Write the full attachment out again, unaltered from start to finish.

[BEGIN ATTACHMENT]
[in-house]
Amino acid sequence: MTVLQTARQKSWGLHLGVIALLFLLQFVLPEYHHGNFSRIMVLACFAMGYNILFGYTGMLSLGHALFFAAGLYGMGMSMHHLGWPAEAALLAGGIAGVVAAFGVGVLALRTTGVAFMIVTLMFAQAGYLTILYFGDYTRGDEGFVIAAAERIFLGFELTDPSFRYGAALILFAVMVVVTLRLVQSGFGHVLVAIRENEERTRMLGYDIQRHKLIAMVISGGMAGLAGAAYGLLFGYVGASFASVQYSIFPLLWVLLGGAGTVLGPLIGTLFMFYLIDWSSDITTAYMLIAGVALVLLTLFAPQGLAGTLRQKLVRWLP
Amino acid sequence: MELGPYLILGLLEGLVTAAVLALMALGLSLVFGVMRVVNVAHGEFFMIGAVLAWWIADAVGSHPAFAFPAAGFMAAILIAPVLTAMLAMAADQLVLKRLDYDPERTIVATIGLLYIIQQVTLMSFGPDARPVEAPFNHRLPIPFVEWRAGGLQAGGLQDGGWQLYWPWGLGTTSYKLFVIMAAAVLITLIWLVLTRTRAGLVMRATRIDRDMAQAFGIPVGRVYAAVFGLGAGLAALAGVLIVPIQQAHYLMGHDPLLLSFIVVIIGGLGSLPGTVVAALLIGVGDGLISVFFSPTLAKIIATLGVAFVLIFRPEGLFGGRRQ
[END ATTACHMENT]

[in-house]
Amino acid sequence: MTVLQTARQKSWGLHLGVIALLFLLQFVLPEYHHGNFSRIMVLACFAMGYNILFGYTGMLSLGHALFFAAGLYGMGMSMHHLGWPAEAALLAGGIAGVVAAFGVGVLALRTTGVAFMIVTLMFAQAGYLTILYFGDYTRGDEGFVIAAAERIFLGFELTDPSFRYGAALILFAVMVVVTLRLVQSGFGHVLVAIRENEERTRMLGYDIQRHKLIAMVISGGMAGLAGAAYGLLFGYVGASFASVQYSIFPLLWVLLGGAGTVLGPLIGTLFMFYLIDWSSDITTAYMLIAGVALVLLTLFAPQGLAGTLRQKLVRWLP
Amino acid sequence: MELGPYLILGLLEGLVTAAVLALMALGLSLVFGVMRVVNVAHGEFFMIGAVLAWWIADAVGSHPAFAFPAAGFMAAILIAPVLTAMLAMAADQLVLKRLDYDPERTIVATIGLLYIIQQVTLMSFGPDARPVEAPFNHRLPIPFVEWRAGGLQAGGLQDGGWQLYWPWGLGTTSYKLFVIMAAAVLITLIWLVLTRTRAGLVMRATRIDRDMAQAFGIPVGRVYAAVFGLGAGLAALAGVLIVPIQQAHYLMGHDPLLLSFIVVIIGGLGSLPGTVVAALLIGVGDGLISVFFSPTLAKIIATLGVAFVLIFRPEGLFGGRRQ